This subject might be a little late in the season, but we haven’t yet covered “what sunburn looks like” when you are hardening off. Also, how much is too much.
This is a pretty severe case of sunburn, seen on our nasturtium. You can see the white spots, where some of the smaller leaves are also rather dried up and curled. This might deeply concern a newer grower, but for us, we’ve grown so many nasturtium that we’d darn near declare this as normal. Also, these spots aren’t increasing as we’ve increased the hardening off time, meaning it’s not getting worse.
What’s really important to look at is new growth and whether you’re seeing issues across the entire plant or just part of it. If sunburn affects the entire plant, that will be what truly “takes out” the plant. First leaves and even the first true leaves, in our opinion, can be somewhat “sacrificial” in nature. We don’t really care about them as the plant will typically put on many more.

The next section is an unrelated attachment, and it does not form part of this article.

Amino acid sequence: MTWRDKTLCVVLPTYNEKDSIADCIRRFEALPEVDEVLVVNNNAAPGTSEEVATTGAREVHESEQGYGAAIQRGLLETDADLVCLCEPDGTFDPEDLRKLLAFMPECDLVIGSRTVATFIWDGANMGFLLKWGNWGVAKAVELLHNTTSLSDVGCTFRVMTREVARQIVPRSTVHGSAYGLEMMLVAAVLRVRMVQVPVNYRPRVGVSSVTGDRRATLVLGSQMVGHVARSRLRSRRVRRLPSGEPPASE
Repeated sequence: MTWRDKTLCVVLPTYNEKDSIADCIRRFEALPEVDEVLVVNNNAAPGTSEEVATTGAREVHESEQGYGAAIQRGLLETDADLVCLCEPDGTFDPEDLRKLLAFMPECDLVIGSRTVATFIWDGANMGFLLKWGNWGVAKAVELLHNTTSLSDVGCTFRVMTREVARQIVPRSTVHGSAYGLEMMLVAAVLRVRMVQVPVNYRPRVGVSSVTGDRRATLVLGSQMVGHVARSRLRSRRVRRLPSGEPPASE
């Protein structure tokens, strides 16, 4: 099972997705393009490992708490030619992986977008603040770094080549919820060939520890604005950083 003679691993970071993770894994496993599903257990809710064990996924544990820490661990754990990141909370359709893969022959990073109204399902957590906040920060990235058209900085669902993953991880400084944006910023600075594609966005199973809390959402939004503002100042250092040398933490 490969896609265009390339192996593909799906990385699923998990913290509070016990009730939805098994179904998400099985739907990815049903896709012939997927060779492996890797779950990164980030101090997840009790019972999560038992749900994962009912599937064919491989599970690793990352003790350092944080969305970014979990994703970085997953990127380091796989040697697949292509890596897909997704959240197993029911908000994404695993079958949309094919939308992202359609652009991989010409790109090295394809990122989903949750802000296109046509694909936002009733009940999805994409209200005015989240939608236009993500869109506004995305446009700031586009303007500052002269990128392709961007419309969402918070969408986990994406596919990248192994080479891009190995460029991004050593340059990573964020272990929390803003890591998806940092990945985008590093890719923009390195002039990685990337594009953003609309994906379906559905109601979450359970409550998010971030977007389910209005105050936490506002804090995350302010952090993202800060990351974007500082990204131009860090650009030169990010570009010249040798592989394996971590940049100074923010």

In this case, our new nasturtium growth is coming in healthy, and we still have many healthy looking leaves. So, we know we can skate past this damage without having to severely slow down our hardening off.
Of all the plants we grow, we’ve found nasturtium and squash to be some of the most sensitive to hardening off. We’ve tried to slow it down, spending several days at 30/60 minutes, and often this isn’t even enough. In a few weeks time, there will near zero evidence of this sunburn, like it never happened. Same with squash.
With gardening, there’s always “exceptions to the exceptions”…but don’t let these technicalities scare you off. It’s always a learning curve, with a near infinite number of things to learn. That’s why we love to grow, it’s a life long learning process and you will never “have it all figured out!”